"I'll go," he said. "I'll go when she goes, if she goes first, or not very long after. I'm not really interested in hanging about if she's not here to share it with. Is that fair?"

"Abundantly," said Crowley, indicating that Adam should continue. "And?"

"And everything I've said will hold," said Adam, gravely. "No more messing about."

"You were curiously unspecific about that at the time," Crowley continued, and it was all Aziraphale could do to hold his breath. "Since then, a couple of pretty fascinating things have happened, both of which we could've done without. Well, wait, no—one of them's pretty all right, but it's got worrying ramifications, and as for the other—"

"What happened?" asked Adam, his brow furrowing. "Aside from you getting fired?"

"Laid off," Crowley corrected him. "The other thing happened the morning after your wedding. Michael turned up on the beach with an eye to...hmmm, what's the expression they're so fond of in gangster films? Sending me to sleep with the fishes."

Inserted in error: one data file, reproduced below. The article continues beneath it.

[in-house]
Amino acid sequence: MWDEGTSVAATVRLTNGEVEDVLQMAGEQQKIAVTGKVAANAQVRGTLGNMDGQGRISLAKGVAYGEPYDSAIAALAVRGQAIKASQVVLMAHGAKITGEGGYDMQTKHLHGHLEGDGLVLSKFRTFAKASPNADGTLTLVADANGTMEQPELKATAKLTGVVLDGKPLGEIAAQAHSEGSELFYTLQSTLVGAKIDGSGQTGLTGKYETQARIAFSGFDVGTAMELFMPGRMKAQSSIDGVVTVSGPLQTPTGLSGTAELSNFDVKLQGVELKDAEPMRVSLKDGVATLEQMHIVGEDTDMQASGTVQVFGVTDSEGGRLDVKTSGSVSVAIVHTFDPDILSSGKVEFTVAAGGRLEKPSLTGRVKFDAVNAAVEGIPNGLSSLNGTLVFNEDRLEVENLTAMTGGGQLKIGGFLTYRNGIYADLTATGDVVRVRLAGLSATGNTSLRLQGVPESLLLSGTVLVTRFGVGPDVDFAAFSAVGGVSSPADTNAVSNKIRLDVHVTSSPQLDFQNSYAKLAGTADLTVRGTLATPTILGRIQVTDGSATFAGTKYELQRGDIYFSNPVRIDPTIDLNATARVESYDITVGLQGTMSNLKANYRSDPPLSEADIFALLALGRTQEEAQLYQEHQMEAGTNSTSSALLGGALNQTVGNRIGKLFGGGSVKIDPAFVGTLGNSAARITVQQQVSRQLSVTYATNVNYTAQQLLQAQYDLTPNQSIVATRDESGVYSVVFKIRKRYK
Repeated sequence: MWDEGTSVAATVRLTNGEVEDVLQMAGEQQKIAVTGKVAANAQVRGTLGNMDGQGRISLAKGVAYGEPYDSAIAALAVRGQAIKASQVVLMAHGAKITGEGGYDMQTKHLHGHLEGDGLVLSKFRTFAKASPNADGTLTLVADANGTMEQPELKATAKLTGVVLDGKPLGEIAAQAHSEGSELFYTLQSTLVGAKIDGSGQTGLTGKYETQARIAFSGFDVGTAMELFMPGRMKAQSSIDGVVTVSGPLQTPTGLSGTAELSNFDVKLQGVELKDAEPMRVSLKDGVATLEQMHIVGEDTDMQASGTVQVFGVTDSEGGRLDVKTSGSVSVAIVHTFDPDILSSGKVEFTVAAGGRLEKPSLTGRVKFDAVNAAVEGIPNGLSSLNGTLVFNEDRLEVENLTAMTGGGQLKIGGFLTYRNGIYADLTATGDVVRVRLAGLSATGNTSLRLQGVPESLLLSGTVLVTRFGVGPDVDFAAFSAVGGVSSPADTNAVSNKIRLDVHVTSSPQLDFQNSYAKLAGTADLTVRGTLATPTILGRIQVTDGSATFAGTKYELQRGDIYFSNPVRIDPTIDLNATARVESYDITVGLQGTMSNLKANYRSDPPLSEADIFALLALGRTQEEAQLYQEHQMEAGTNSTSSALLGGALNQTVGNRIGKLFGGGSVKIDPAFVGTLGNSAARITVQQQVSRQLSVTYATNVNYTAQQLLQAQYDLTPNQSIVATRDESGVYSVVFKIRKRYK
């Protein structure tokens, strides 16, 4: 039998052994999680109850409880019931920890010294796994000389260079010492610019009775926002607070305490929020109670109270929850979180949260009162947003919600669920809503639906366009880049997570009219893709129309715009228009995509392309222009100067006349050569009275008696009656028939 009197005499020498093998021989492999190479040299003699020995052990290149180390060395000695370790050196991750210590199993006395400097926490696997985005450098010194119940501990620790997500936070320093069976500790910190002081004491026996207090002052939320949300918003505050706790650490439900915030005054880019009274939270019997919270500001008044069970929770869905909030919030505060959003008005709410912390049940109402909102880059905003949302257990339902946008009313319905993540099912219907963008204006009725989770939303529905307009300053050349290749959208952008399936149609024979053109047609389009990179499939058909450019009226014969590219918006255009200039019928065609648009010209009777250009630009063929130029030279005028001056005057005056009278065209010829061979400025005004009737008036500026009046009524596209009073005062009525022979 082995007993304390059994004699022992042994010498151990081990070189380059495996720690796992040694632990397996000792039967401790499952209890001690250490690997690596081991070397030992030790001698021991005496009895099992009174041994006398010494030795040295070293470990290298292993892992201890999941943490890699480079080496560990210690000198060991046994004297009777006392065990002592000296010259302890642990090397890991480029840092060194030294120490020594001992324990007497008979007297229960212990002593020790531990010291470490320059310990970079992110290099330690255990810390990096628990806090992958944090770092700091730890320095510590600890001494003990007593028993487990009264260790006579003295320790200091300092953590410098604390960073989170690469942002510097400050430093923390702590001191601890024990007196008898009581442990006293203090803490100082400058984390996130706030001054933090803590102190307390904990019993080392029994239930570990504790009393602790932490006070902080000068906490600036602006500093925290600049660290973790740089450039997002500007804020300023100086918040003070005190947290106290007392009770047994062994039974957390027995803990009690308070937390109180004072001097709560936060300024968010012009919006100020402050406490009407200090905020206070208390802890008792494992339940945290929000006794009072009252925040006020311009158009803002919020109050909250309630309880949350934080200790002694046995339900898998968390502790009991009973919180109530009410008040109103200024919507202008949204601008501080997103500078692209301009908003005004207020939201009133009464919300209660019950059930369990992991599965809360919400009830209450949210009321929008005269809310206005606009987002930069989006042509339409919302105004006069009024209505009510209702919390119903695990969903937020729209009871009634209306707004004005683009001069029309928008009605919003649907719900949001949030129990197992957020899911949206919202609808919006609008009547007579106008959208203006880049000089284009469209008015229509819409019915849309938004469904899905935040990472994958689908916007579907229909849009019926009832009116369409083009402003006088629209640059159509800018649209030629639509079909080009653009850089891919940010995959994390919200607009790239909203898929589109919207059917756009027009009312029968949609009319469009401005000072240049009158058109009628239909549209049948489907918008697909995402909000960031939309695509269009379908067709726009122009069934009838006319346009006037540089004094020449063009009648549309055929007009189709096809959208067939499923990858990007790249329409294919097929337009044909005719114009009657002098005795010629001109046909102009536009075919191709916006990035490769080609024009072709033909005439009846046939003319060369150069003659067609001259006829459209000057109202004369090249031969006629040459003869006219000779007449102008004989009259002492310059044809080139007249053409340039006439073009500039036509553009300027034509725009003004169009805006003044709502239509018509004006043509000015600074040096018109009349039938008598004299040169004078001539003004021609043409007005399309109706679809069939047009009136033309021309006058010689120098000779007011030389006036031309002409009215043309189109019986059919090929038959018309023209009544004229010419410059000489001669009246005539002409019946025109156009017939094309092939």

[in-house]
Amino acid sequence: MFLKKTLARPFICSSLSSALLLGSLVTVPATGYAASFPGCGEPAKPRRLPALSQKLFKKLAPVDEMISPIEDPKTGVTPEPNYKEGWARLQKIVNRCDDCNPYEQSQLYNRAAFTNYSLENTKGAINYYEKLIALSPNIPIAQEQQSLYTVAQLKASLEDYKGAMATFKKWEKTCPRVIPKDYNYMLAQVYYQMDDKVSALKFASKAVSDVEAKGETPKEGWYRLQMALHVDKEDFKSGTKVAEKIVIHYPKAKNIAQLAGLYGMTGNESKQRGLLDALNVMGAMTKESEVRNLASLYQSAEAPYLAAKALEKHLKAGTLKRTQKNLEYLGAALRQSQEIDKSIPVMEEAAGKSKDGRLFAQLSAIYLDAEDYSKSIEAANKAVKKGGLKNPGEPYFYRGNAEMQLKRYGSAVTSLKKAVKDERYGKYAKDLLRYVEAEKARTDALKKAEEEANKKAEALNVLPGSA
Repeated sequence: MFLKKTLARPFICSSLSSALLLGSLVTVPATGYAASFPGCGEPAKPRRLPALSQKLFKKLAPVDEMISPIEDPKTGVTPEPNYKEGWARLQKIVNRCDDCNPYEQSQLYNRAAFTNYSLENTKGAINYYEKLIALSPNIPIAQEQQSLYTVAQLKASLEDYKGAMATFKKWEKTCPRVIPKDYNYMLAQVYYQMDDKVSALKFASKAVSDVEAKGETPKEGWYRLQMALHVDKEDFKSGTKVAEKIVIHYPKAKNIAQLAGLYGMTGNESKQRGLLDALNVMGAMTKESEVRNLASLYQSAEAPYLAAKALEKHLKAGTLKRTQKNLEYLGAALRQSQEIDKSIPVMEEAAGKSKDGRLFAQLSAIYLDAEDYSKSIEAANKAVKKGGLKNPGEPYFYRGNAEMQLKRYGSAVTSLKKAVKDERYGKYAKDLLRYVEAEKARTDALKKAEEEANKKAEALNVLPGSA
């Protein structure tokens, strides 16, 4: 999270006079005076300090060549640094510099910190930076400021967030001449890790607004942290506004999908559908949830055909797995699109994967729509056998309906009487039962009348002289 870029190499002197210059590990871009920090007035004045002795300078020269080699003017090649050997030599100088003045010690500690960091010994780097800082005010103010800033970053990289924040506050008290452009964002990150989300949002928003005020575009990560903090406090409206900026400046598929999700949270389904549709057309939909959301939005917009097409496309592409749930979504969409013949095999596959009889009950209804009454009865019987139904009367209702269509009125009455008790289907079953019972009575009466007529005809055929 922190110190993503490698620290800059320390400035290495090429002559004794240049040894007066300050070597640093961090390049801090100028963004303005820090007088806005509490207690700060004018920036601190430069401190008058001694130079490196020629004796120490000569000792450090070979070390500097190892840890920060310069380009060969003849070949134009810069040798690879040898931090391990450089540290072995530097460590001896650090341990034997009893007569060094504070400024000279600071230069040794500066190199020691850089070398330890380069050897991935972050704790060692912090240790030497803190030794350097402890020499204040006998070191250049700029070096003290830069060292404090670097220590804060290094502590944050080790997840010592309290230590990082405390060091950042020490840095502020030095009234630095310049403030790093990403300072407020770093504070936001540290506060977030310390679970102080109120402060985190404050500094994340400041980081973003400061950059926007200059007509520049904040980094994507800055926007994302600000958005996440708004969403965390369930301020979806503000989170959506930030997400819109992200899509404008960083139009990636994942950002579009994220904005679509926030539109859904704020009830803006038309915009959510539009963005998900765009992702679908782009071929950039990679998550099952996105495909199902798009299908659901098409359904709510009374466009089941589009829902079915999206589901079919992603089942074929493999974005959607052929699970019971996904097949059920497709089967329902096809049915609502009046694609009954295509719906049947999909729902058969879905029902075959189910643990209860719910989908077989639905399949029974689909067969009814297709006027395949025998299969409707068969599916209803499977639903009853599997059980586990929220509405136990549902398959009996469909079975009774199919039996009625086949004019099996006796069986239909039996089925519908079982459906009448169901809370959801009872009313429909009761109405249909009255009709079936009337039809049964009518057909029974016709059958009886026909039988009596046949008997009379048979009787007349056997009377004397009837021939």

"Uriel and Raphael took care of it," said Adam. "We agreed that's what they were for."

"For safeguarding the humans, yes," interjected Aziraphale, "but—"

"I wasn't talking about humans when I said security detail. I was talking about you."

"Raphael doesn't put much stock in Gabriel's ability as an organizer, and neither do I."

"Organizer?" echoed Crowley. "Is that what they're calling it these days?"

"You may have a point," said Adam, turning his hand a fraction. "As above, so below. Two up there and two down here, that's fair. No moving back and forth, and no swaps, either. That way they can get on with their job and not worry so much."

"Which ones?" asked Crowley, stupefied.

"The ones upstairs, doing what they do, and the ones down here, doing what they do."

"Gabriel and Michael mostly run things with iron, er, fists," Aziraphale muttered.

"Right, so they can go on doing that, but only up there," said Adam, reasonably.

"And the other two?" asked Crowley. "What is their job, exactly?"

"Looking after you two, of course," said Adam, turning his hand another fraction. "Somebody's got to do it if I'm not always going to be here to be doing it, which actually brings me to my next question. How long do you want to stay?"